The isolator is much cheaper and lighter than conventional steelreinforced isolators of the same size, and the processing of plastic is much easier than steel. The isolator promotes the displacement ability of fiberreinforced isolators. Unlike fiberreinforced isolators, the reinforcement of this isolator is composite material made up of plastic matrix and embedded glass fiber. So, the outofplane stiffness of the reinforcement is much higher than fiber sheets. As a result, the rollover phenomenon is limited and the vertical surface of the isolator does not contact with the loading plane even at very large horizontal deformation. It is to be noted that the stresses in two orthogonal directions in this isolator cannot be decoupled as they are in fiberreinforced isolators because of the plastic matrix. So, the analytical deviations should consider the Poisson effect of the reinforcement.
A fiberreinforced plastic plate isolator is constituted of multiple layers. Assuming the stress components of each layer along the height of the isolator is uniform, a layer of rubber and two layers of plastic plates are extracted as an analytical unit. Considering the analytical unit subjected to a vertical compression load
Coordinate system and deformation under compression.
The displacements of the rubber are assumed to obey the kinematic assumption as followed by Kelly and Calabrese [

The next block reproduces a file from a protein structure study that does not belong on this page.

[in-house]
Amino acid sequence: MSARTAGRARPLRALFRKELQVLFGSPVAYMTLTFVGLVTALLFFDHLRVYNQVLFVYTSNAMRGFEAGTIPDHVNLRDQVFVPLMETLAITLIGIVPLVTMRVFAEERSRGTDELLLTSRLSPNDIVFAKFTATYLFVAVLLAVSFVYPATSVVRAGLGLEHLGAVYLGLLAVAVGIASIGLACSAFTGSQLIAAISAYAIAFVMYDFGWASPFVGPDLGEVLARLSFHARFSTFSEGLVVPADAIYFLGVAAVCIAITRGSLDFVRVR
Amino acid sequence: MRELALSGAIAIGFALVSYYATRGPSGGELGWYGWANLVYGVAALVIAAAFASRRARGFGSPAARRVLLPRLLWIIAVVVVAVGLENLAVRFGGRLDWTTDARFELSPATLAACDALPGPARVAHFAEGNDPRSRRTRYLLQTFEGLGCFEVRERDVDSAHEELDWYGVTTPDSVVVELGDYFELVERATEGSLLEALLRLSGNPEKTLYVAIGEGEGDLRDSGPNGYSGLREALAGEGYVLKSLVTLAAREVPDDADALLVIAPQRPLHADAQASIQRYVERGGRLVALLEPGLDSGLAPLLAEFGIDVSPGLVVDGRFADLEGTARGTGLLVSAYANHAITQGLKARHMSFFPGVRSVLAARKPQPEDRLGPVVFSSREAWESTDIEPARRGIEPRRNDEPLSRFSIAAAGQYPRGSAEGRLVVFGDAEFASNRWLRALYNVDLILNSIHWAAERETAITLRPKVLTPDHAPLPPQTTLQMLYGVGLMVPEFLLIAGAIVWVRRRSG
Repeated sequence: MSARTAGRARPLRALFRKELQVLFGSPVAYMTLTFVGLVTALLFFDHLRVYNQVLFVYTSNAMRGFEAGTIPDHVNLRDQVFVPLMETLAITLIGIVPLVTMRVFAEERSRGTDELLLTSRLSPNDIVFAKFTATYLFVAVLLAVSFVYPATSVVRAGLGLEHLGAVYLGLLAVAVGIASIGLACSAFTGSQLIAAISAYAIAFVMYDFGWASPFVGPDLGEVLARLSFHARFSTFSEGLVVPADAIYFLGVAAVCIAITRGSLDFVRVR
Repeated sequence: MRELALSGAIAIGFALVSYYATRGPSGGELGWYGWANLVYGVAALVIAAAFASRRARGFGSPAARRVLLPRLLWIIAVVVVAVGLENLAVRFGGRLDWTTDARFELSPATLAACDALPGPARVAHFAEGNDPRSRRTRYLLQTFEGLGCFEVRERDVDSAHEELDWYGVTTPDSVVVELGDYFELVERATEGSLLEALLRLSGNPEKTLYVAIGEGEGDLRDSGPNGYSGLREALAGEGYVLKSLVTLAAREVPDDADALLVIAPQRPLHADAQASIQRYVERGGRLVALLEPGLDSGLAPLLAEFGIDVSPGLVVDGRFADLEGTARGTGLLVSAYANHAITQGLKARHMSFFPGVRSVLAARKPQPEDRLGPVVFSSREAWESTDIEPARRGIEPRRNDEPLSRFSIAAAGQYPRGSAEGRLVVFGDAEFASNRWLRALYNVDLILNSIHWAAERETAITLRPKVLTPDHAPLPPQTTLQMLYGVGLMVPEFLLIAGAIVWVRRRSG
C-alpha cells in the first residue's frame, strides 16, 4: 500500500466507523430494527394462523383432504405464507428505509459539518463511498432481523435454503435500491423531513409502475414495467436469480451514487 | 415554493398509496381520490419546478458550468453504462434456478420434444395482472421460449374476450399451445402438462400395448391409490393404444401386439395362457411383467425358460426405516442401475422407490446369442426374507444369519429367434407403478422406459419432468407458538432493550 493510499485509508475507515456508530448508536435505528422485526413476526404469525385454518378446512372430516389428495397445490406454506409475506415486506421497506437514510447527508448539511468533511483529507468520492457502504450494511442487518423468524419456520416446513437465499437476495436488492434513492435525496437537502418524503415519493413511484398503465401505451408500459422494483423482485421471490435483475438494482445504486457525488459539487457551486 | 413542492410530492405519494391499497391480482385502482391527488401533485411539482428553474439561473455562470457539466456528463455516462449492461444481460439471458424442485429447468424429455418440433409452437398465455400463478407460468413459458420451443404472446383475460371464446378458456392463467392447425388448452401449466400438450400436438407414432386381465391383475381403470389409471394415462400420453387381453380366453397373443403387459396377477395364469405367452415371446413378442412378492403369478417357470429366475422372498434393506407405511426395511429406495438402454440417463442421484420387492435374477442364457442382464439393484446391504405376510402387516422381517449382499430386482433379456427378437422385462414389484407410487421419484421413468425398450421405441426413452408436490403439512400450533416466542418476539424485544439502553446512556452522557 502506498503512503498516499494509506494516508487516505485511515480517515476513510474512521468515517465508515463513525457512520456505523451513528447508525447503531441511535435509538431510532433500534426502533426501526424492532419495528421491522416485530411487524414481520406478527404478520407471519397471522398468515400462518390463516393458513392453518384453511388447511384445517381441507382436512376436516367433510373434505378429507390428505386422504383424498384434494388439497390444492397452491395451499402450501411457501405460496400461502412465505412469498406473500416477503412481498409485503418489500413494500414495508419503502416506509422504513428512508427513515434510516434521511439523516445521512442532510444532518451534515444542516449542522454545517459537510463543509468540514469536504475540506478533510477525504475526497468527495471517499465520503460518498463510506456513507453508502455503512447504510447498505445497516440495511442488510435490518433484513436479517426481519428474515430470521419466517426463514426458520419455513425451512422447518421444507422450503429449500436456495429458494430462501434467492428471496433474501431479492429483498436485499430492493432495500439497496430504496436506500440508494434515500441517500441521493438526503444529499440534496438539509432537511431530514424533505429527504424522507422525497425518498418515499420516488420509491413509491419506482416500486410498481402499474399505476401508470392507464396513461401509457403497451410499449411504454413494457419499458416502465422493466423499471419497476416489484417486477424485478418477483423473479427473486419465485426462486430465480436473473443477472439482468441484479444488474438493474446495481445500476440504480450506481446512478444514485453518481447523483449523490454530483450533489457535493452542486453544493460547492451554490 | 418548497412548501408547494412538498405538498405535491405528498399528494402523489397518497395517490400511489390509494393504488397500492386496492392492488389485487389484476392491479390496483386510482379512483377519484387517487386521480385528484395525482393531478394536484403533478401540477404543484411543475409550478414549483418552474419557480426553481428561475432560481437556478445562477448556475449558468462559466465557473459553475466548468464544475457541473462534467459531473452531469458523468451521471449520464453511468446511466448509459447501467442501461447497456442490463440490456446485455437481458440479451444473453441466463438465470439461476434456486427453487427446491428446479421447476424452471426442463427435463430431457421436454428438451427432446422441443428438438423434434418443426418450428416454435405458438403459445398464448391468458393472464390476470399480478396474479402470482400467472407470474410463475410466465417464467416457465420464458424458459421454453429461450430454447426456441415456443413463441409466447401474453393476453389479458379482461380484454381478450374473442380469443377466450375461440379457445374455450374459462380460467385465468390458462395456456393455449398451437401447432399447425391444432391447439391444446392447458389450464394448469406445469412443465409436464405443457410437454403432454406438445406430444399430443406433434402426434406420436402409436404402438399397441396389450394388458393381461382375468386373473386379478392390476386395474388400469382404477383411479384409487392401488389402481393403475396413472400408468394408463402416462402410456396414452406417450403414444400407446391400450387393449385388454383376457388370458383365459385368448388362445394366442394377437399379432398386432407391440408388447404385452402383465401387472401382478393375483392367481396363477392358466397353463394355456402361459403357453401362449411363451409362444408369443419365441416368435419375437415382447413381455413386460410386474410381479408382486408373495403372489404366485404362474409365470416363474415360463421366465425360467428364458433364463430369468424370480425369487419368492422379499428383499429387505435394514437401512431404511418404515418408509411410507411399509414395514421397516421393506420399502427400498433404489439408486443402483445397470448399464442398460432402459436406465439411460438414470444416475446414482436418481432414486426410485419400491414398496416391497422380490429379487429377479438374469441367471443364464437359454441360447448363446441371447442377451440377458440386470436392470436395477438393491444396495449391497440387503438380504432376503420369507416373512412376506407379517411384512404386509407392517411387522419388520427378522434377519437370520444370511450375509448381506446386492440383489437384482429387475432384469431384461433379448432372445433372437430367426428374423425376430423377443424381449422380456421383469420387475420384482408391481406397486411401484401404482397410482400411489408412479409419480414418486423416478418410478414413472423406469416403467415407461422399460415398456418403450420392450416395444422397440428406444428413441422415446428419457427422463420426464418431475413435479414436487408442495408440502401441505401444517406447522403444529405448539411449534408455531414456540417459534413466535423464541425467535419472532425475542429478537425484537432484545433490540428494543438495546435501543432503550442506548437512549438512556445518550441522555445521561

The pressure solution method [
According to the above equations and the constitutive equations of linear elastic material, there are relationships in rubber derived as follows [
The compressibility of rubber layer is considered by
In a single layer of plastic plate, several layers of glass fiber cloth are embedded, of which the directions are centrosymmetric. The base material of unsaturated polyester is isotropic. Thus, the plastic plate is assumed to be an isotropic material with a modulus of
Stress components on the reinforcement.
The equilibrium equations in
The constitutive equations considering Poisson ratio of the plates are as follows:
The inplane shear strain component of the rubber is as follows:
Substituting equations (
Equation (
Substituting equations (
It is to be noted that the rubber and plastic plate layers are free in the
Integrating equations (
Combining equations (
Differentiating equations (
The Poisson ratio of the reinforcement and the bulk modulus of rubber are both included in the equilibrium equation (
The method of separation of variables is used here combining with Fourier transformation to solve equation (
Considering the vertical normal stress of the plate, there is a relationship as follows:
The normalized compression modulus
Parameter analysis of
To simplify the solution of the square isolator, a numerical method of weighted residuals (MWR) introduced by Xu [
Replacing
Using collocation method to eliminate the residuals by
For a special case of a square isolator with
Simplified solution for
A special case of square cross section with typical geometry parameters is considered. Six models with different elastic moduli of the reinforcement
Parameters of the models.
Model 




P_{1}  0.5  2.61  3.88